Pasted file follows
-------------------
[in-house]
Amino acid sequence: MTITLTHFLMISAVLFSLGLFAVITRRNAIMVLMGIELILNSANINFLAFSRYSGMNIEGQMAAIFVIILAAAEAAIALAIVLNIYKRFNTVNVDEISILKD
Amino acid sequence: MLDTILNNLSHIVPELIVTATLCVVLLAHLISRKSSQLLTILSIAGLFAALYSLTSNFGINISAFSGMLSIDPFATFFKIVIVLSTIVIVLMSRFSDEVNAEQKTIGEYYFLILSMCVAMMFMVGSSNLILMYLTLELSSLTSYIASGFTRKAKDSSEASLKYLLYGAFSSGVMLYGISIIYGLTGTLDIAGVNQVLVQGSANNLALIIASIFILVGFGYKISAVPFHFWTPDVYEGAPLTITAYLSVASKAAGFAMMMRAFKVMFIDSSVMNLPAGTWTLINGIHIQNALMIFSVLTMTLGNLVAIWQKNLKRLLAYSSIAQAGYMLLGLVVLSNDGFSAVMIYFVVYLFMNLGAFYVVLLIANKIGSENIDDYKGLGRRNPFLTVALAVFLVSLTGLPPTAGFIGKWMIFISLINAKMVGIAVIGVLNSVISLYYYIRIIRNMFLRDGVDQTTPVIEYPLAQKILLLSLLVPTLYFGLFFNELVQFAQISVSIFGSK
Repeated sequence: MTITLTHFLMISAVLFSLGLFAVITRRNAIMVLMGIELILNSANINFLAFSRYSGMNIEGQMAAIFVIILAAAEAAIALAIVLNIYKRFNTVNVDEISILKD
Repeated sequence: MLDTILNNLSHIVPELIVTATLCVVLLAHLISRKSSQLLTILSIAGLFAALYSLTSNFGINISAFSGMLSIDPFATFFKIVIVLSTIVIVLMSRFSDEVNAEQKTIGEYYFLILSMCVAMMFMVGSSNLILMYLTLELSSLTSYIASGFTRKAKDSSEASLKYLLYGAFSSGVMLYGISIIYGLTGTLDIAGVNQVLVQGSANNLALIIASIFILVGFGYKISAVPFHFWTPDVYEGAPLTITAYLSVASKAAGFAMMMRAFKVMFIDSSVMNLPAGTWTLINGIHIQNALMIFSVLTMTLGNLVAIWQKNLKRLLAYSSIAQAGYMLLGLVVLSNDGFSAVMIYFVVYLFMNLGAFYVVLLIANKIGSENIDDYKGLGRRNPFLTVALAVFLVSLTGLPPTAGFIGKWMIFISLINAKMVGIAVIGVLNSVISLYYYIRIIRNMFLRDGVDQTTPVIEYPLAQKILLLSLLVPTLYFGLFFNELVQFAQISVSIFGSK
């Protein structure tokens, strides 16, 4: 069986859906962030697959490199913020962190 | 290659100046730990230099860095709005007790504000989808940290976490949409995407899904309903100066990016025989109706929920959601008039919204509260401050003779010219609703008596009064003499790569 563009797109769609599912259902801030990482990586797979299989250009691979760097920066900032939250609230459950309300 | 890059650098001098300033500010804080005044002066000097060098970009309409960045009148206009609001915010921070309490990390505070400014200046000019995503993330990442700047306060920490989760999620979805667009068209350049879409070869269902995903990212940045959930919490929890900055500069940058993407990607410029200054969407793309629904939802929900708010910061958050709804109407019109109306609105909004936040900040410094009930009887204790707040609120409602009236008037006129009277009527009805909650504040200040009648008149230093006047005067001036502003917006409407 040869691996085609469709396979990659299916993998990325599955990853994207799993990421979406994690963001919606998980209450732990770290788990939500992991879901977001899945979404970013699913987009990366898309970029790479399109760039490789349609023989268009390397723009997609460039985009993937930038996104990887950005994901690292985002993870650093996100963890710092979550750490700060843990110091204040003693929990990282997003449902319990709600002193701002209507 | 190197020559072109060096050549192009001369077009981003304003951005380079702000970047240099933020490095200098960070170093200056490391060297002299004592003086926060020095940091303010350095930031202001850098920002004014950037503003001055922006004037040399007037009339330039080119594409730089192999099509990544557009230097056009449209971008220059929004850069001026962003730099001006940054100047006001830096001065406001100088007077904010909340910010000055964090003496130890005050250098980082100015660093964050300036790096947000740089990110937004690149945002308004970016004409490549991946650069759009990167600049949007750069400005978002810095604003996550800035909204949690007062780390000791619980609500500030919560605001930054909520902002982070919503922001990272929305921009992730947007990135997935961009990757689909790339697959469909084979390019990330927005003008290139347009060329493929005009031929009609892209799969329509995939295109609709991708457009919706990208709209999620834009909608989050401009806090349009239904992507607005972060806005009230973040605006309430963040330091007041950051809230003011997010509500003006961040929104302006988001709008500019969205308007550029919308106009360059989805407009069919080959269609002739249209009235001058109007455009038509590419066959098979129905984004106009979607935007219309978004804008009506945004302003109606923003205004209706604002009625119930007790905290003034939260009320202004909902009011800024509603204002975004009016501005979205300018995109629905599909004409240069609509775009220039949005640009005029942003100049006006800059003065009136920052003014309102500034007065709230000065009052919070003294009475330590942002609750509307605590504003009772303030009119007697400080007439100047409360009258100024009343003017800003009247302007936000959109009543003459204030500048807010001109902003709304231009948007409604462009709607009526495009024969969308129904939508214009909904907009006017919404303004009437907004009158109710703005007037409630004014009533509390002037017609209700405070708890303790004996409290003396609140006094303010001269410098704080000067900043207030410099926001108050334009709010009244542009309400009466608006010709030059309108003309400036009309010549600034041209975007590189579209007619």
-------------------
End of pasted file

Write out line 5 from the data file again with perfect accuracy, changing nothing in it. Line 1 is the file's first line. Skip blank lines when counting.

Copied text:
Repeated sequence: MLDTILNNLSHIVPELIVTATLCVVLLAHLISRKSSQLLTILSIAGLFAALYSLTSNFGINISAFSGMLSIDPFATFFKIVIVLSTIVIVLMSRFSDEVNAEQKTIGEYYFLILSMCVAMMFMVGSSNLILMYLTLELSSLTSYIASGFTRKAKDSSEASLKYLLYGAFSSGVMLYGISIIYGLTGTLDIAGVNQVLVQGSANNLALIIASIFILVGFGYKISAVPFHFWTPDVYEGAPLTITAYLSVASKAAGFAMMMRAFKVMFIDSSVMNLPAGTWTLINGIHIQNALMIFSVLTMTLGNLVAIWQKNLKRLLAYSSIAQAGYMLLGLVVLSNDGFSAVMIYFVVYLFMNLGAFYVVLLIANKIGSENIDDYKGLGRRNPFLTVALAVFLVSLTGLPPTAGFIGKWMIFISLINAKMVGIAVIGVLNSVISLYYYIRIIRNMFLRDGVDQTTPVIEYPLAQKILLLSLLVPTLYFGLFFNELVQFAQISVSIFGSK